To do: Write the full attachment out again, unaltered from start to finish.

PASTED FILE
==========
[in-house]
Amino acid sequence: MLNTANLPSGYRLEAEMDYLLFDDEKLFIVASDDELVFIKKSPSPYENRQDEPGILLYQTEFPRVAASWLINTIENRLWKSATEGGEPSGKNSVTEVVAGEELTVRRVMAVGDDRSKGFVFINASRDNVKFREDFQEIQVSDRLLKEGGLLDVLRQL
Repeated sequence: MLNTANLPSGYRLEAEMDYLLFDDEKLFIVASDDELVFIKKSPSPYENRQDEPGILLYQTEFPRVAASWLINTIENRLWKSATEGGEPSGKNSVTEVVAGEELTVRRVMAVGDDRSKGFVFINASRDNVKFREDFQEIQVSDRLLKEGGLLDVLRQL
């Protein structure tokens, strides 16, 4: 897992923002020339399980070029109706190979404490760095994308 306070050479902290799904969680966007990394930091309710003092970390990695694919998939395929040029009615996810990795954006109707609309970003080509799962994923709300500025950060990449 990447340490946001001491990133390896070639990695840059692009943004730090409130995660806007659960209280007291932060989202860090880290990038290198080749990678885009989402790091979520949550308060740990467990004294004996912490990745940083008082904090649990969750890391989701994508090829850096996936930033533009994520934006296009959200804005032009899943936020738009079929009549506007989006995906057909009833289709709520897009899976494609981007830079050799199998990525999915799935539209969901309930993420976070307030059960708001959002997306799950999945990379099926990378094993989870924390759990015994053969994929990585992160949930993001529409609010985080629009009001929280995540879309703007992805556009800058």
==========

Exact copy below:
[in-house]
Amino acid sequence: MLNTANLPSGYRLEAEMDYLLFDDEKLFIVASDDELVFIKKSPSPYENRQDEPGILLYQTEFPRVAASWLINTIENRLWKSATEGGEPSGKNSVTEVVAGEELTVRRVMAVGDDRSKGFVFINASRDNVKFREDFQEIQVSDRLLKEGGLLDVLRQL
Repeated sequence: MLNTANLPSGYRLEAEMDYLLFDDEKLFIVASDDELVFIKKSPSPYENRQDEPGILLYQTEFPRVAASWLINTIENRLWKSATEGGEPSGKNSVTEVVAGEELTVRRVMAVGDDRSKGFVFINASRDNVKFREDFQEIQVSDRLLKEGGLLDVLRQL
């Protein structure tokens, strides 16, 4: 897992923002020339399980070029109706190979404490760095994308 306070050479902290799904969680966007990394930091309710003092970390990695694919998939395929040029009615996810990795954006109707609309970003080509799962994923709300500025950060990449 990447340490946001001491990133390896070639990695840059692009943004730090409130995660806007659960209280007291932060989202860090880290990038290198080749990678885009989402790091979520949550308060740990467990004294004996912490990745940083008082904090649990969750890391989701994508090829850096996936930033533009994520934006296009959200804005032009899943936020738009079929009549506007989006995906057909009833289709709520897009899976494609981007830079050799199998990525999915799935539209969901309930993420976070307030059960708001959002997306799950999945990379099926990378094993989870924390759990015994053969994929990585992160949930993001529409609010985080629009009001929280995540879309703007992805556009800058």